|List of Former Officeholders from 1913-Present|
|1||Othman A. Abbott||1877-1879||Republican|
|2||Edmund C. Carns||1879-1883||Republican|
|4||H. H. Shedd||1885-1889||Republican|
|5||George D. Meiklejohn||1889-1891||Republican|
|6||Thomas J. Majors||1891-1895||Republican|
|7||Robert E. Moore||1895-1897||Republican|
|8||James E. Harris||1897-1899||Democratic/Populist|
|9||E. A. Gilbert||1899-1901||Democratic/Populist|
|10||Ezra P. Savage||1901-1903||Republican|
|11||Edmund G. McGilton||1903-1907||Republican|
|12||M. R. Hopewell||1907-1911||Republican|
|13||Samuel R. McKelvie||1913-1915||Republican|
|16||Pelham A. Barrows||1919-1923||Republican|
|17||Fred G. Johnson||1923-1925||Republican|
|18||George A. Williams||1925-1931||Republican|
|20||Walter H. Jurgensen||1933-1938||Democratic|
|21||Nate M. Parsons||1938-1939||Democratic|
|22||William E. Johnson||1939-1943||Republican|
|23||Roy W. Johnson||1943-1947||Republican|
|24||Robert B. Crosby||1947-1949||Republican|
|25||Charles J. Warner||1949-1955||Republican|
|26||Dwight W. Burney||1957-1965||Republican|
|27||Philip C. Sorensen||1965-1967||Democratic|
|28||John E. Everroad||1967-1971||Republican|
|30||Gerald T. Whelan||1975-1979||Democratic|
|31||Roland A. Luedtke||1979-1983||Republican|
|32||Donald F. McGinley||1983-1987||Democratic|
|33||William E. Nichol||1987-1991||Republican|
|34||Maxine B. Moul||1991-1993||Democratic|
|35||Kim M. Robak||1993-1999||Democratic|
|36||David I. Maurstad||1999-2001||Republican|
Nebraska elects lieutenant governors in the midterm elections, that is, even years that are not Presidential election years. For Nebraska, 2006, 2010, 2014, and 2018 are all lieutenant gubernatorial election years. Legally, the lieutenant gubernatorial inauguration is always set for the first Thursday in the January following an election. Thus, January 6, 2011 and January 1, 2015 are inaugural days.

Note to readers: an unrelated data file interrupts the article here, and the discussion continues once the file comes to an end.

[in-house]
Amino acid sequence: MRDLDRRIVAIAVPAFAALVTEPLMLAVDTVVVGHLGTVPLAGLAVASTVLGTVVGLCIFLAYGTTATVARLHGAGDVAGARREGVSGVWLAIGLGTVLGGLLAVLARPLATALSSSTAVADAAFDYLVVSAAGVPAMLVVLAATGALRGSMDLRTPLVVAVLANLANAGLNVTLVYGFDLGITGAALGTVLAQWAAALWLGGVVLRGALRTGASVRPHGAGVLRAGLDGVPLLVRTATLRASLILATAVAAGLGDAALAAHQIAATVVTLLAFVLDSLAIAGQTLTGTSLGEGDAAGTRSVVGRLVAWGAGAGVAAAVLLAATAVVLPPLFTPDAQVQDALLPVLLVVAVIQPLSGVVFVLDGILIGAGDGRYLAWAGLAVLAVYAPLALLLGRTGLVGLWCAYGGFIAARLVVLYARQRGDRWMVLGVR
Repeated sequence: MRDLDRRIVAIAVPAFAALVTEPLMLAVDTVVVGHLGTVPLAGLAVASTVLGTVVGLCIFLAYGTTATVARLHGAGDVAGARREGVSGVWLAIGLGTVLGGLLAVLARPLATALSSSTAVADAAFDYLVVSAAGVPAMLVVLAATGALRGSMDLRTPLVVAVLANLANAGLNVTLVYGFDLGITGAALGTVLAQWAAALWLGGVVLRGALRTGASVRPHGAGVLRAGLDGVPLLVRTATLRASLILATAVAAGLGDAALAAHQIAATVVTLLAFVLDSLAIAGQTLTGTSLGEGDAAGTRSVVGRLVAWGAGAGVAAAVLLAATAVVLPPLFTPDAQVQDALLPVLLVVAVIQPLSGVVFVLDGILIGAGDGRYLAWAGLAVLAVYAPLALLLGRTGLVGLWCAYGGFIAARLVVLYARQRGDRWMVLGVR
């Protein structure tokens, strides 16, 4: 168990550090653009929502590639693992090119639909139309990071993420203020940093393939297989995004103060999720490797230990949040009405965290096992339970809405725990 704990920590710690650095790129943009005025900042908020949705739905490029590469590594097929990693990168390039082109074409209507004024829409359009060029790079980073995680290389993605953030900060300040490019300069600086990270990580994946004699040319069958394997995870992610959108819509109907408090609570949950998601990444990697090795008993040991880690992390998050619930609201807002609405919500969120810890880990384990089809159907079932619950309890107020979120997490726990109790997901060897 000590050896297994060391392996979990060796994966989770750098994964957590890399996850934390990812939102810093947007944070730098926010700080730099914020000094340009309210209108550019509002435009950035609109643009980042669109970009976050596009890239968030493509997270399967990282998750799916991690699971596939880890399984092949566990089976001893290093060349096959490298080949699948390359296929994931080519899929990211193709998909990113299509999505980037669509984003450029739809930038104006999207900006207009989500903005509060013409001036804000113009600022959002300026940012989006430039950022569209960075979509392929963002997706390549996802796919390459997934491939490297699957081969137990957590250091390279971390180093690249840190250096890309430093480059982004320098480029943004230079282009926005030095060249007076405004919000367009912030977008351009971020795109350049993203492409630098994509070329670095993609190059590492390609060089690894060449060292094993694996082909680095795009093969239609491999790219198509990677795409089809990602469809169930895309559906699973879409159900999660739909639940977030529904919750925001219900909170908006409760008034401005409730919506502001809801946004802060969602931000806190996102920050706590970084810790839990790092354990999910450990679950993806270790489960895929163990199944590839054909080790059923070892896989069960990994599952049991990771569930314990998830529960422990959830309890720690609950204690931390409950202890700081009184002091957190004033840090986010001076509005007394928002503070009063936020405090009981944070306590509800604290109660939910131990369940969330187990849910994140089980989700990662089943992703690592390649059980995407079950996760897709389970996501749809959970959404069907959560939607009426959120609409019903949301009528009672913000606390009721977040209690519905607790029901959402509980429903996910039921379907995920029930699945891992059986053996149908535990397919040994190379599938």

In the event of a tie, the legislature shall choose the winner from two highest vote getters.
The lieutenant governor of Nebraska is limited to two consecutive terms in office. There is no limit on total number of terms.
To view the electoral history dating back to 2002 for the office of Lieutenant Governor of Nebraska, Click [show] to expand the section.
This section displays the most recent stories in a Google news search for the term Nebraska + Lieutenant + Governor
- All stories may not be relevant to this page due to the nature of the search engine.
State Capitol, Room 2315
P.O. Box 94863
Lincoln NE 68509
- Lieutenant Governor of Nebraska, "Homepage," accessed April 6, 2014
- Omaha.com, "Heineman chooses Omaha Sen. John Nelson as lieutenant governor," accessed September 29, 2014
- Omaha.com, " Lt. Gov. Lavon Heidemann resigns, withdraws as Pete Ricketts' running mate," September 9, 2014
- Omaha.com, "Choice of Heidemann for lieutenant governor called 'great pick'," February 14, 2013
- The Lincoln Journal-Star, "Lt. Gov Rick Sheehy resigns," February 2, 2013
- Lieutenant Governor of Nebraska, "Responsibilities" accessed August 4, 2012
- Nevada Legislative Counsel Bureau, "2011-2013 General Fund Appropriations Summary," accessed April 17, 2013
- Council of State Governments, Table 4.11 Selected State Administrative Officials: Annual Salaries, accessed January 30, 2014
- 2012-13 Nebraska Blue Book, "State Executive Branch," accessed July 31, 2013